Akel leader Andros Kyprianou requested attorney-general Costas Clerides and House speaker Demetris Syllouris to look into allegations of hate speech – criminalised by parliament in 2011 – against the party and take any action they deem appropriate, it was announced on Monday.
In two separate letters, Kyprianou referred to instances of hate speech by “politicians and others in the media and social networking sites”, and even “in the House of Representatives itself”.
He was referring to opposition parties’ arguments against a proposal tabled by Disy and backed by Akel at Friday’s plenary session, some of which implied that those in favour were betraying their country.
The proposal was aimed at effectively reversing an earlier House decision that introduced a brief reference of the 1950 Enosis (union with Greece) referendum in state secondary schools.
“In order to harmonise Cyprus with the European Union’s framework to combat racism and xenophobia, the House of Representatives voted in October 2011 to criminalise hate speech,” Kyprianou wrote to Clerides.
“It saddens me to report that this did not stop politicians and others from engaging in hate speech in the media and social networking sites, as well as, unfortunately, in the House of Representatives itself.”
As an indicative example, Kyprianou described an exchange on Facebook between far-right Elam MP Linos Papayiannis and another man, who had declared that “what is needed is an Eoka B, which shot them like dogs in the coffee-shops”.
Eoka B was a paramilitary organisation of extremist Greek Cypriots who sought to impose through violence, bombing and murdering dissenters, union with Greece in the early 1970s, years after the bicommunal Republic of Cyprus had been declared an independent state.
Papayiannis had reacted to the post by telling the author “You are a giant”, prompting speculation that the MP had endorsed the comment.
He then came out saying he hadn’t – as evidenced, he argued, by the fact that he hadn’t pressed the ‘Like’ button under the post – but merely sought to congratulate the man, a paraplegic, for his earlier accomplishment of climbing Mount Olympus on his wheelchair, while still refraining from endorsing or rejecting the post’s content.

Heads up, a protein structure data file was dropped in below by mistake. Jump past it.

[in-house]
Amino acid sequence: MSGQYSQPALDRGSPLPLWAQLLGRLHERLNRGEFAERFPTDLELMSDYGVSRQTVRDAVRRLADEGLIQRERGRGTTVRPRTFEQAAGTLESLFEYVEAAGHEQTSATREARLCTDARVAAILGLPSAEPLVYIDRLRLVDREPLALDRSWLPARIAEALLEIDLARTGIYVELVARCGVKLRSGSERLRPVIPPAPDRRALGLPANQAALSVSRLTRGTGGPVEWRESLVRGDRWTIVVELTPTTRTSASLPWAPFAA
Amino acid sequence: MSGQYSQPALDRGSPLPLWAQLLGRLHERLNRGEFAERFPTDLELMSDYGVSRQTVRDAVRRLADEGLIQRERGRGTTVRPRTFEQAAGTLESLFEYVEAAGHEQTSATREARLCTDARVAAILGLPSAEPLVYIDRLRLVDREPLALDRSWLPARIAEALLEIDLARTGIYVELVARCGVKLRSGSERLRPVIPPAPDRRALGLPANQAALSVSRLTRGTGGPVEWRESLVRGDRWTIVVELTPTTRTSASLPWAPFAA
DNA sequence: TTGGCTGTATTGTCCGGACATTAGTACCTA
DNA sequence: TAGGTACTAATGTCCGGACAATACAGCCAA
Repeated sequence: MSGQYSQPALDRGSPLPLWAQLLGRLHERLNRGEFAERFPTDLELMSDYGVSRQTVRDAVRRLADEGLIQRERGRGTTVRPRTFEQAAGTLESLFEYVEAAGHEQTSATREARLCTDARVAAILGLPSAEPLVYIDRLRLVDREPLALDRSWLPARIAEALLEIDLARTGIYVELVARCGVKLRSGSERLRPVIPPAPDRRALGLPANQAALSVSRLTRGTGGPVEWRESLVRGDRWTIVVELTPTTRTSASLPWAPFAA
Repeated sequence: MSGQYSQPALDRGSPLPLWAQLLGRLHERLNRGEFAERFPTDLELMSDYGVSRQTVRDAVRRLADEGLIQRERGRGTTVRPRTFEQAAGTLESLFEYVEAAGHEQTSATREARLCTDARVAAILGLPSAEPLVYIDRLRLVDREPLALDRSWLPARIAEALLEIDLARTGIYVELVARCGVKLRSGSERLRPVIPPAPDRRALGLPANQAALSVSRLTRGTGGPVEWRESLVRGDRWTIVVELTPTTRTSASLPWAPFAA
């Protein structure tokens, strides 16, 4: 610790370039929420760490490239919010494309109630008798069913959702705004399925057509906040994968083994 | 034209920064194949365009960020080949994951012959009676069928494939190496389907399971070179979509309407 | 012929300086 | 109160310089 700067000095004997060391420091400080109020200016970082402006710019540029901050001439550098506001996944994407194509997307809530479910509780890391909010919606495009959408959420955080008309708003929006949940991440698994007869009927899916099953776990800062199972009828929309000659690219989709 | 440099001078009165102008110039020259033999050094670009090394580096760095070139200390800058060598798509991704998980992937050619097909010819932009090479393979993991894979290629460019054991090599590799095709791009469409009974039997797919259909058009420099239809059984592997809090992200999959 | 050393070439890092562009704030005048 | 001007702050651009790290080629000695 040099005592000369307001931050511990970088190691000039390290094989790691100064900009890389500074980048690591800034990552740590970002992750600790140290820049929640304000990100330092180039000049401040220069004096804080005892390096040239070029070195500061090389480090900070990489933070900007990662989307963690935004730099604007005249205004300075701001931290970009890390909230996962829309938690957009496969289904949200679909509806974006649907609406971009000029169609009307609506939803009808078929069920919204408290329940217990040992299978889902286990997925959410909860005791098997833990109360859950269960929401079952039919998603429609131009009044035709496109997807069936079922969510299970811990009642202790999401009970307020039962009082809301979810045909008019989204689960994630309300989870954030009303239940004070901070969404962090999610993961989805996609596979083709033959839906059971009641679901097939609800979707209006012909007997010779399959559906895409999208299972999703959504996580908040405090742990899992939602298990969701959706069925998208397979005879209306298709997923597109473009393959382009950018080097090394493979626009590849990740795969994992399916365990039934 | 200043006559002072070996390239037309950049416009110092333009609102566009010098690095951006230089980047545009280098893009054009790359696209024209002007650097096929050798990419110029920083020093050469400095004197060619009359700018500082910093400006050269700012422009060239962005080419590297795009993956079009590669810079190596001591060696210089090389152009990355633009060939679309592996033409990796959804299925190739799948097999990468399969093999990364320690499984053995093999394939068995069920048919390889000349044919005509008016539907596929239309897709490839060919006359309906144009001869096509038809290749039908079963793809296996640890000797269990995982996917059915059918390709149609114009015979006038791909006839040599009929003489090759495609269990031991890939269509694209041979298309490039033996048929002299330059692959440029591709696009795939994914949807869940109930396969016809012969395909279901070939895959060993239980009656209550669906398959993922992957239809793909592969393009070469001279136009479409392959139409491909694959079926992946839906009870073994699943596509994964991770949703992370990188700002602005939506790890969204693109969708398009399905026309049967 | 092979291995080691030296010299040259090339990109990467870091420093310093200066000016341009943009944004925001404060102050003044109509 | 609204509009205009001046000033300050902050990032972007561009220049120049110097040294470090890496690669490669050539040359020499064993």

“Such references are myriad, especially in social networking sites,” Kyprianou said.
“I am pleased that you and the police reacted immediately to the verbal abuse against me. However, I would urge you to seek the strict enforcement of the law, so that such incidents are addressed in practice.”
Exiting parliament after Friday’s plenum, Kyprianou was subjected to verbal abuse by an angry mob of Elam supporters, prompting police to spring into action to investigate whether the law had been violated.
In the letter to Syllouris, Kyprianou said Friday’s plenum, which he had presided over, have “irrevocably exposed our country, domestically and abroad”.
Reiterating the “you are a giant” exchange between Papayiannis and the man who advocated the revival of Eoka B’, Kyprianou also referred to another incident involving the Elam MP, this one inside the plenum.
From the floor, Papayiannis had explicitly called those who planned to vote for the proposal “traitors”, prompting the departure of Disy MPs in protest and sparking indignant cries of offence from Akel deputies.
In the commotion, Papayiannis almost got into a physical altercation with Akel deputies, one of whom he claimed had called him a “hoodlum”.
“The second incident relates to the threat issued by an Elam MP to an Akel deputy inside the House, with the phrase ‘I’ll take care of you outside’,” Kyprianou said.
“As House Speaker, I believe it is your duty to act as a guardian of the law and the proper operation of the body, as well as the isolation and eradication of such incidents and behaviours in parliament, by taking all appropriate measures.”
The letters prompted similar responses from both Elam and the Solidarity movement.
“Elam will send a letter to the attorney-general and the House speaker to report on the hate and fanaticism speech expressed by Akel, as well as the abuse spoken by its MPs,” the nationalist party said in a statement.
“We will not accept the facts being altered, and we will not accept being targeted, but above all we will not accept being silenced.”
Solidarity claimed Akel was being racist with “all Cypriots who wish to continue to be Greeks”, and leader Eleni Theocharous pledged to send a similar letter to the AG “Tuesday or Wednesday”.
“Mr Kyprianou can’t simply include with the fascists all the Greeks who want to maintain their Greek identity and be proud of their Greek culture,” Theocharous said.
“It is one thing to seek a just solution to the Cyprus problem, and quite another to attempt to undermine the pride of every Greek citizens, whose ancestors, fathers or grandfathers, staked their lives for this land’s freedom.”